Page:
Rick Perry warned Wednesday that Donald Trump’s “toxic mix of demagoguery, mean-spiritedness and nonsense” could relegate the GOP to minor-party status.

“My fellow Republicans, beware of false prophets,” the presidential hopeful said in a speech at the Willard hotel in Washington.

“Do not let itching ears be tickled by messengers who appeal to anger, division and resentment. Resentment is the poison we swallow that we hope harms another. My fellow Republicans, don’t take the poison.”

{mosads}In his address, organized by the Opportunity and Freedom PAC supporting his candidacy, Perry attacked liberal policies and the failings of the Obama administration at home and abroad but directed the bulk of his fire against Trump, who is leading Republican polls nationally.

By contrast, Perry is just barely hanging on to the final spot on Fox News’s debate stage. According to the RealClearPolitics average of polls, he is in 10th place, with 2 percent support. Ohio Gov. John Kasich, former Sen. Rick Santorum (Pa.) and Louisiana Gov. Bobby Jindal are hot on his heels.

Fox News is capping the Aug. 6 debate at 10 contestants based on national polling numbers.

While most of the Republicans running for president have merely detoured into attacks or stray denouncements of remarks made by Trump, Perry has established himself as Trump’s most frequent and vocal critic in the GOP.

In recent weeks, Perry has been laser-focused on highlighting how he differs from Trump, using ever-escalating rhetoric.

Republicans say engaging with Trump is an effective strategy for Perry with the potential to raise his standing in the high-stakes scramble to qualify for the Fox News debate.

“Presidential campaigns are a marathon, but there are times when you’ll have to sprint, and everyone is sprinting right now to get on that debate stage,” said Republican strategist Ford O’Connell. “Being civil and playing by the normal rules of etiquette hasn’t worked for him so far, so why not hit Trump square in the nose for the media attention, if for nothing else.”

Indeed, Perry’s last speech in Washington on Republican failures in appealing to minority voters went largely unnoticed by the media, although it was well-received by conservative thinkers. Conversely, on Wednesday the media packed a conference room at the hotel to hear Perry speak and ask him questions about Trump.

In his latest speech, Perry described Trump as he did in a tweet Monday: a cancer that must be cut from the Republican Party.

“Let no one be mistaken, Donald Trump’s candidacy is a cancer on conservatism, and it must be clearly diagnosed, excised and discarded,” Perry said.

“I will not go quiet when this cancer on conservatism threatens to metastasize into a movement of mean-spirited politics that will send the Republican Party to the same place it sent the Whig Party in 1854: the graveyard,” he continued.

In his strongest denouncement to date, Perry described Trump as a “barking carnival act” and the leader of a “know-nothing movement.”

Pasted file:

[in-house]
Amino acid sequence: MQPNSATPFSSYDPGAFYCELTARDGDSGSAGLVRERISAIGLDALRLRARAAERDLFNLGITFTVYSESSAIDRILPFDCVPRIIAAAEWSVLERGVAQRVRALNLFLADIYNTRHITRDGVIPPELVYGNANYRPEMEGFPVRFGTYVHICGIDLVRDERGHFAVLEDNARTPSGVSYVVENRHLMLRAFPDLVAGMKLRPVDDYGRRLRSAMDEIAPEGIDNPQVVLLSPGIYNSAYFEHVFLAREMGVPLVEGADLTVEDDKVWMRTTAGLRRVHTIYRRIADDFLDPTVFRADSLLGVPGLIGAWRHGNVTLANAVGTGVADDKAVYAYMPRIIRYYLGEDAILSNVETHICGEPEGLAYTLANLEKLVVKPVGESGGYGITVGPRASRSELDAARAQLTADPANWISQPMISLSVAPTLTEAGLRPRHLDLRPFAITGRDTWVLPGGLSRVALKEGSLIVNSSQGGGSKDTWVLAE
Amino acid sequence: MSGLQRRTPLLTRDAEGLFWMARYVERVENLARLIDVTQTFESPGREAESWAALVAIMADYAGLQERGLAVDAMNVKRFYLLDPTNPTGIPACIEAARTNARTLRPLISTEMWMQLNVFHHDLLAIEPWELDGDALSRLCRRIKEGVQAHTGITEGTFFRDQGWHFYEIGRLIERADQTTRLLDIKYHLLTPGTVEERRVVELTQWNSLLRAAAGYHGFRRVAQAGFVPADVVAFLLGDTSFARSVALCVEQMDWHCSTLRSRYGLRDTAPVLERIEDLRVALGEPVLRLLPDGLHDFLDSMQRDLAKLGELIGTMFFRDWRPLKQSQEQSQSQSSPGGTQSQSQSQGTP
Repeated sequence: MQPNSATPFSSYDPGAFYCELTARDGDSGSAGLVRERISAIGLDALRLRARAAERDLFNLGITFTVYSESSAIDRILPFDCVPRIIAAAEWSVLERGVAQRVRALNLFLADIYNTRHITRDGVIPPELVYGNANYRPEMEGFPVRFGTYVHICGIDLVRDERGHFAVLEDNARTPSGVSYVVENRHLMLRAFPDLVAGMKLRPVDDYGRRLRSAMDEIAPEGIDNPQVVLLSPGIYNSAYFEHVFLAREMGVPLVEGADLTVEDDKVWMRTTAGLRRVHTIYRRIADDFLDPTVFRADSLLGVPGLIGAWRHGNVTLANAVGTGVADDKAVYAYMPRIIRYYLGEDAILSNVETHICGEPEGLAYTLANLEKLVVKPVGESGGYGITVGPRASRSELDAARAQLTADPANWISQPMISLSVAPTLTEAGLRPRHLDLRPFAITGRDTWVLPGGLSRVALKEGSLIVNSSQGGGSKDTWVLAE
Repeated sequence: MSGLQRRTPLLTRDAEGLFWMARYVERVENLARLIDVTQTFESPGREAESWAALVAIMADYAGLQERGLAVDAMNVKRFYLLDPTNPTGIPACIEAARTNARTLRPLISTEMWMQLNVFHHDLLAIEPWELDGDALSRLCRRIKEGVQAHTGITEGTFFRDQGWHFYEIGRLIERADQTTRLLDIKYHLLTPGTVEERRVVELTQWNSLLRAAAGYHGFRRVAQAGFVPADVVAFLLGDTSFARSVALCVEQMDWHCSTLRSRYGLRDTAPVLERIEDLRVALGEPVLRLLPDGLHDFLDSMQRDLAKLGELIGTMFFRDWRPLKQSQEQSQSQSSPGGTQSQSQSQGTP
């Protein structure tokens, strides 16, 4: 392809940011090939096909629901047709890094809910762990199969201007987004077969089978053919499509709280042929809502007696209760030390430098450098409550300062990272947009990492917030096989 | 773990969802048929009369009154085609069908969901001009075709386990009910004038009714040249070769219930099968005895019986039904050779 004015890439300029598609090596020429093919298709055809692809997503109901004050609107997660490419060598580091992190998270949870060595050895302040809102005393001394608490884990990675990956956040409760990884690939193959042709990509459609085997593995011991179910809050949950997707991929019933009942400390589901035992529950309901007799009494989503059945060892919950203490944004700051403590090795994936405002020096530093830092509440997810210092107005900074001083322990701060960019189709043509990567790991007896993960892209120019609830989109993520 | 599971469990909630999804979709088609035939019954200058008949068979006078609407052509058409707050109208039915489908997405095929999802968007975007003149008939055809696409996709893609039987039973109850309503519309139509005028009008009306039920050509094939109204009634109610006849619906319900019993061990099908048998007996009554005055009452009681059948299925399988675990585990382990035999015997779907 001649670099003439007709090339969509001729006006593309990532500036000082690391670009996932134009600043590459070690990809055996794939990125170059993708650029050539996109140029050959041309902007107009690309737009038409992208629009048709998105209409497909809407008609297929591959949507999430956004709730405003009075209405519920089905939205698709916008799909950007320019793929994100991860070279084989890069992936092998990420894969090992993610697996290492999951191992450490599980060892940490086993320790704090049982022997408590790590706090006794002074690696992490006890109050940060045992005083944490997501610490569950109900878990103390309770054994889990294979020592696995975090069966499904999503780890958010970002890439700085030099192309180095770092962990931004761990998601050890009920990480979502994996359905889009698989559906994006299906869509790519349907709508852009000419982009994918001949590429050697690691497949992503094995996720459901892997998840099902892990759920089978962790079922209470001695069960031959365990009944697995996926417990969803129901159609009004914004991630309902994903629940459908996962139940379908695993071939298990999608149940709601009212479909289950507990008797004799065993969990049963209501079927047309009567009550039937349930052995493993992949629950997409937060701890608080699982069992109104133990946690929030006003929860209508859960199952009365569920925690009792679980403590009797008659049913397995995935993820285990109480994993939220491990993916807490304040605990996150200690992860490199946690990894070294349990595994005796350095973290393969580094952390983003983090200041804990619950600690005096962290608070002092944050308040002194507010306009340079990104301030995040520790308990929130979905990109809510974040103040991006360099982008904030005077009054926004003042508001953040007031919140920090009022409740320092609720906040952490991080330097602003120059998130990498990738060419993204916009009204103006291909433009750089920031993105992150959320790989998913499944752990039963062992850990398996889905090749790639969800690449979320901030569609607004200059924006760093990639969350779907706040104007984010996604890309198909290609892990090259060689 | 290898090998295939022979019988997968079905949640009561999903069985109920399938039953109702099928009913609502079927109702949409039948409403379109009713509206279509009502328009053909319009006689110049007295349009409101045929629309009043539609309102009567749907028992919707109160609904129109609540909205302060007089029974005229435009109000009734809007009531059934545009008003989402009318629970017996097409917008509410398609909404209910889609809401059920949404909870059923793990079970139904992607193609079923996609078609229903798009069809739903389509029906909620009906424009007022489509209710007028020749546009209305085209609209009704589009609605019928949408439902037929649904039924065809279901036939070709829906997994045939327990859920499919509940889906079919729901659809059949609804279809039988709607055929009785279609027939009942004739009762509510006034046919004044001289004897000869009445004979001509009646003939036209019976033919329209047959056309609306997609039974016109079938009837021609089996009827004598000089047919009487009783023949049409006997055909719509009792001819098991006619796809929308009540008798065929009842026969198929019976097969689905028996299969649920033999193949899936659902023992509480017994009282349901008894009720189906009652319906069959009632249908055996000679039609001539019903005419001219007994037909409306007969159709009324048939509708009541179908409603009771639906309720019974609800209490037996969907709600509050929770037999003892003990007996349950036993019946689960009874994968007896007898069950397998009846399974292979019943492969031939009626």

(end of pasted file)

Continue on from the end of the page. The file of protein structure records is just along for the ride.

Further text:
He said Trump was “born into privilege” and accused him of using deferments to dodge the Vietnam War. He called Trump “a man too arrogant and too self-absorbed to seek God’s forgiveness,” referring to the billionaire’s answer to a question last weekend that he wasn’t sure he had asked for God’s forgiveness.

Perry quoted Army lawyer Joseph Welch’s famous line to former Sen. Joe McCarthy (R-Wis.), asking, “Have you no sense of decency, sir?”

The speech earned Perry a standing ovation and cemented his status as Trump’s primary foil in the race for the GOP presidential nomination.

Trump has taken heat for remarks he made in his launch speech last month, in which he described immigrants crossing the border illegally as “rapists” and other criminals.

Perry was among the first to denounce Trump for the remarks, citing his experience as governor of the border state of Texas.

“Donald Trump the reality television star is a great generator of ratings,” Perry said Wednesday. “But Donald Trump the candidate is a sower of division,
wrongly demonizing Mexican-
Americans for political sport.”

Perry said Wednesday he hopes Trump can find the border when he visits Texas this week.

Over the weekend, the Perry-Trump feud went to another level when Trump said Sen. John McCain (R-Ariz.), who suffered permanent injuries from torture and botched medical procedures as a prisoner of war in Vietnam, was not a war hero.

Those remarks struck a nerve with Perry, a former Air Force captain.

“[Trump] couldn’t have endured for five minutes what John McCain endured for five and a half years,” Perry said Wednesday to a burst of applause. “Here was a man offered the chance to go home. He refused, knowing it could cost him his life. There was no way he would leave before any man captured before him. This is the embodiment of duty, honor, country. Mr. Trump does not know the meaning of those words.”

Austin Barbour, who is leading the Perry-supporting Opportunity and Freedom PAC, told The Hill that former Texas governor’s reaction to Trump is sincere and not motivated by the potential for political gain.

“Gov. Perry is very proud of his time in the military and very close to a number of veterans, so you could see he took those remarks very personally,” Barbour said. “I think he truly believes Donald Trump is a sideshow and he’s sick of it and wants to get out there and tell the truth about this guy.”

Still, in a crowded field of Republicans, and a negligible difference among candidates between ninth and 12th place, any media coverage of the fight between the two will be a help.

“Trump is a meteor that Perry can just hook on to and take for a ride,” O’Connell said.

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